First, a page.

Metro staff will present their recommendations to the Metro Board’s Planning Committee at 2 p.m. on Wednesday (May 16) and at 10 a.m. to the Board’s Construction Committee on Thursday (May 17). The public is welcome to attend the meetings at Metro headquarters. You can also listen/watch the webstream. Links will appear on this page once each meeting begins. The full Metro Board is scheduled to consider the item at their May 24 meeting, which begins at 9 a.m at Metro HQ.
More about each recommended option from the staff report:
Concept E – Union Station via Alameda Underground
Description: Extends approximately 7.9 miles between LAUS and the Florence/Salt Lake Station along the Metro Blue Line and Alameda Street.
Ridership: It has estimated daily boardings of 81,000 of which includes an estimated 27,000 new riders.
Connectivity: This alignment allows for a direct connection to LAUS.
Cost Estimate: As a mostly underground alignment, Concept E has a preliminary capital cost of $5.8B (2017$).
Overall Evaluation: Concept E received an overall score of High and is recommended to move forward.
Other Factors: This option would provide a one seat ride to the west side of LAUS, providing transfer opportunities to Metro rail and bus and regional rail services. The alignment addresses community concerns expressed as part of the Scoping process. The alignment also includes an optional station at 1st/Central providing a connection to the Regional Connector future north/south and east/west connections. The alignment could serve an Arts District Station in the vicinity of Alameda and 7th Streets.
Concept F – Union Station via Alameda/Center:
Description: Extends approximately 8.1 miles between LAUS and the Florence/Salt Lake Station along the Metro Blue Line, Alameda Street and then Center Street.
Ridership: It has estimated daily boardings of 74,500 of which includes an estimated 26,000 new riders.
Connectivity: This alignment allows for a direct connection to LAUS and therefore one transfer to the future north-south line and regional rail services.
Cost Estimate: As a partially underground alignment, Concept F has a preliminary capital cost of $5.4B (2017$).
Overall Evaluation: Concept F received an overall score of Medium/High and is recommended to move forward.
Other Factors: This option would provide a one seat ride to LAUS, providing transfer opportunities to Metro rail and bus and regional rail services. The alignment addresses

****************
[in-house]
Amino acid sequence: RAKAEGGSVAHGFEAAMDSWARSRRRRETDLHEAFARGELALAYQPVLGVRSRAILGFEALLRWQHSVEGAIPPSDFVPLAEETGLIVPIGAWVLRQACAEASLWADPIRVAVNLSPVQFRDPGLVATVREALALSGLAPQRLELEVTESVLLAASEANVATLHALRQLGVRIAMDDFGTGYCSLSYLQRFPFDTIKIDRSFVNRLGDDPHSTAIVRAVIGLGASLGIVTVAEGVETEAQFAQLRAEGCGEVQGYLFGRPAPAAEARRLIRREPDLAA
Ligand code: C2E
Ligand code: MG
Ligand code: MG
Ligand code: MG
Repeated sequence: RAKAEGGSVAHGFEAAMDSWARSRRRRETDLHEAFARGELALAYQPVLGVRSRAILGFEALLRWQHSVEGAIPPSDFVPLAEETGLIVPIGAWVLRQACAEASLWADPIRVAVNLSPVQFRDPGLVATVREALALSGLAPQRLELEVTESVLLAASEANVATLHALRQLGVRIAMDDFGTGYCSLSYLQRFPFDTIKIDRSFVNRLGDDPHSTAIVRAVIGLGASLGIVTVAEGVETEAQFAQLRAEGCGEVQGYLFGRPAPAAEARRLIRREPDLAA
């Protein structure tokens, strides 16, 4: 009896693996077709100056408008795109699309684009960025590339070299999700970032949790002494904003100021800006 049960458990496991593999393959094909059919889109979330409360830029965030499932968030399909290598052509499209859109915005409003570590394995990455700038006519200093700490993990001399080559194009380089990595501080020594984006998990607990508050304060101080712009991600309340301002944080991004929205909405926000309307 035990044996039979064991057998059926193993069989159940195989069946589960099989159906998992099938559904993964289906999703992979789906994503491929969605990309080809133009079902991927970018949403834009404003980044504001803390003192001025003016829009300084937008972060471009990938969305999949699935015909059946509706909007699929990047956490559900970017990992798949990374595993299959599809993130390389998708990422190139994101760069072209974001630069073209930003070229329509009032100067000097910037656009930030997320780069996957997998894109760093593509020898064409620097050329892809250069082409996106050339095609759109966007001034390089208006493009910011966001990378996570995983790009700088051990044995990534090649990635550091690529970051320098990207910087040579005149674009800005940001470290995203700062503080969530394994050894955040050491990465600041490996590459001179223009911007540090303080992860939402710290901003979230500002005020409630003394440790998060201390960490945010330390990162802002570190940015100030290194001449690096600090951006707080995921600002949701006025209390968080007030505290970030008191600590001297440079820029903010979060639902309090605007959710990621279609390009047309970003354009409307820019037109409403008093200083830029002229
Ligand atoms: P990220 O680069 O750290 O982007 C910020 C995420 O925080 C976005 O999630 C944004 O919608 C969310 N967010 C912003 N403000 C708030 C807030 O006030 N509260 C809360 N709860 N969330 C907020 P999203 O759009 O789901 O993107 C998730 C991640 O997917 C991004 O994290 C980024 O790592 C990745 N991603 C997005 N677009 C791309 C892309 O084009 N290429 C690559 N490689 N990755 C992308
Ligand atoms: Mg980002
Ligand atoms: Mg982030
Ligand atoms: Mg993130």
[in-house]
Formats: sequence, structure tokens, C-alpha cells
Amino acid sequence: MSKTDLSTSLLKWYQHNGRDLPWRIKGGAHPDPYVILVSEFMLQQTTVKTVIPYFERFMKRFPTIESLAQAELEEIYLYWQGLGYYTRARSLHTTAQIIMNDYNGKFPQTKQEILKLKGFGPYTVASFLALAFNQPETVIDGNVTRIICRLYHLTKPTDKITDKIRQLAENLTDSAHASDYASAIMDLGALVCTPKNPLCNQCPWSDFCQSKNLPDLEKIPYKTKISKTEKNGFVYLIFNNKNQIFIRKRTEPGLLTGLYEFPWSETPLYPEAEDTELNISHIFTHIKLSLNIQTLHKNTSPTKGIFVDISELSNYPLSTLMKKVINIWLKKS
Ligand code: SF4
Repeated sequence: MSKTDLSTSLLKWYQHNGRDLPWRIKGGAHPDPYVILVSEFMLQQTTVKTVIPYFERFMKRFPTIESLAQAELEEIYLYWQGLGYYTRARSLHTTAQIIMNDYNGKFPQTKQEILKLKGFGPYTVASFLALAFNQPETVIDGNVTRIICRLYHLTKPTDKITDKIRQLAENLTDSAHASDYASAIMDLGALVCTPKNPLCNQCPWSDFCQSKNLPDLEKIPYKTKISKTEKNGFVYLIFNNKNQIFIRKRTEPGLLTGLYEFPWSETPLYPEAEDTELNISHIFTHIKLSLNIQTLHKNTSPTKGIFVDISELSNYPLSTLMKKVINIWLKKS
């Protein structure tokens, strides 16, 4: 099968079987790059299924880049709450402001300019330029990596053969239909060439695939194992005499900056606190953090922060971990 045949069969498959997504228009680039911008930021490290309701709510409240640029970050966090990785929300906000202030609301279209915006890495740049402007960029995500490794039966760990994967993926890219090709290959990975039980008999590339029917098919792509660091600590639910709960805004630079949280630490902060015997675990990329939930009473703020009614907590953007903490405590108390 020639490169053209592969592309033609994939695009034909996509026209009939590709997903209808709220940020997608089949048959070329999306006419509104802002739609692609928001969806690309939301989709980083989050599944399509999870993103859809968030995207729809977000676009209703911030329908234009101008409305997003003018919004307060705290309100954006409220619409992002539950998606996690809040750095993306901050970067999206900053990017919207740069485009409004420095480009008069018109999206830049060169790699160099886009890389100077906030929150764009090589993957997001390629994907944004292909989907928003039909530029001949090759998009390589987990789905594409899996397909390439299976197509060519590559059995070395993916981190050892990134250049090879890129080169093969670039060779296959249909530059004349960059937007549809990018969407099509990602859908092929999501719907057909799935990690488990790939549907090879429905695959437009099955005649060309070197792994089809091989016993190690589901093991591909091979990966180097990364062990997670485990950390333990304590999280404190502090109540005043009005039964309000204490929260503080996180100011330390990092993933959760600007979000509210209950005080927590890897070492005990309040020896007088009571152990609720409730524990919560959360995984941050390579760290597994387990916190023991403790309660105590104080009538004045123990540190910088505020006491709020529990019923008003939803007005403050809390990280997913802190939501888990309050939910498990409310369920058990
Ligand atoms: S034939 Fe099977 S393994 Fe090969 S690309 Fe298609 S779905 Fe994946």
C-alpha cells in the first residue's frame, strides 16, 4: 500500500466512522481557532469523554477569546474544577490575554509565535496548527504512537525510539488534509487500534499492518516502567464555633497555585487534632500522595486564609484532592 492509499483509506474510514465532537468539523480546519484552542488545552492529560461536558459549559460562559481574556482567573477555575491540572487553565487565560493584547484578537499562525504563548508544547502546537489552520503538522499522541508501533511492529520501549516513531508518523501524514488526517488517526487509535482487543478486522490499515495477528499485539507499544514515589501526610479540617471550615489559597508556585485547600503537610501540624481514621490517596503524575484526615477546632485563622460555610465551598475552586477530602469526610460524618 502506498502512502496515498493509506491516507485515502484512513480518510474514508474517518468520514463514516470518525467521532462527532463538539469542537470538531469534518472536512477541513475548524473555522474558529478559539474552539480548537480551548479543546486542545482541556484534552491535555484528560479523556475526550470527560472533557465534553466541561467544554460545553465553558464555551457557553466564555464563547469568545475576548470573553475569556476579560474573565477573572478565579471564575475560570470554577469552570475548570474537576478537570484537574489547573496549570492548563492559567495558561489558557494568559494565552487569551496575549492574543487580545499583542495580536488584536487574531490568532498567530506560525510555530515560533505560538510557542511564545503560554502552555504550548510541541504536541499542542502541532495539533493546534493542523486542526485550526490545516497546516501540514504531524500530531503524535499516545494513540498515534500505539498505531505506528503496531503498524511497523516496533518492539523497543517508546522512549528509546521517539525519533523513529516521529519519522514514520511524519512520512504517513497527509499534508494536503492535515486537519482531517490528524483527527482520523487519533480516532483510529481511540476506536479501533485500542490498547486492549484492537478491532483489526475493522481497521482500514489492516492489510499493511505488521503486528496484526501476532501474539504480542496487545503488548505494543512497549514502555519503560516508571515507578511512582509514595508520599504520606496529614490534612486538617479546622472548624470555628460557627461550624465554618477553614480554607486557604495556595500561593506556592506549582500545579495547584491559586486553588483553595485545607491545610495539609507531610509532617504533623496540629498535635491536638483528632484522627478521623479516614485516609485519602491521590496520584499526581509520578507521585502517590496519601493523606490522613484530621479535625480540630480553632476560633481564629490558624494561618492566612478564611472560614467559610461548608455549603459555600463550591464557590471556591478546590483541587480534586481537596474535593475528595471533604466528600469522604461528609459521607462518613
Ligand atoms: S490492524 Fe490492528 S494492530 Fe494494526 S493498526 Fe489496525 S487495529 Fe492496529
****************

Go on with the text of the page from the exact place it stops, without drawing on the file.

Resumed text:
community concerns expressed as part of the Scoping process; however, an aerial configuration would be required on Center Street to terminate at Platform 2. The alignment could serve an Arts District Station in the vicinity of Alameda and 7th Streets.
Concept G – Downtown Transit Core
Description: Extends approximately 8.0 miles between the Downtown Transit Core and the Florence/Salt Lake Station parallel to the Metro Blue Line then primarily under Alameda, 7th and 8th Streets.
Ridership: It has estimated daily boardings of 78,500 of which includes an estimated 25,000 new riders.
Connectivity: If the terminus allows for a connection to 7th/Metro Center, one transfer can be made to Red, Purple, North-South and East-West lines. If the terminus allows for a connection to Pershing Square, then two transfers are required to access the future North- South and East-West lines. Two transfers are needed to access regional rail services.
Cost Estimate: As a mostly underground alignment, Concept G has a preliminary capital cost of $5.8B (2017$).
Overall Evaluation: Concept G received an overall score of Medium/High and is recommended to move forward.
Other Factors: This option would support connectivity for emerging Transit Oriented Communities at South Park/Fashion District and the Arts District South Station, and provide access to very high population and employment densities. It best serves transit dependent/Environmental Justice communities. Extending WSAB to a potential 5th/Flower station at the Regional Connector creates significant problems in allowing for a station connection at Pershing Square. Therefore, this alignment does not allow for a future direct extension to a future 5th/Flower station.
I bet some of you may have opinions about this. Comment please!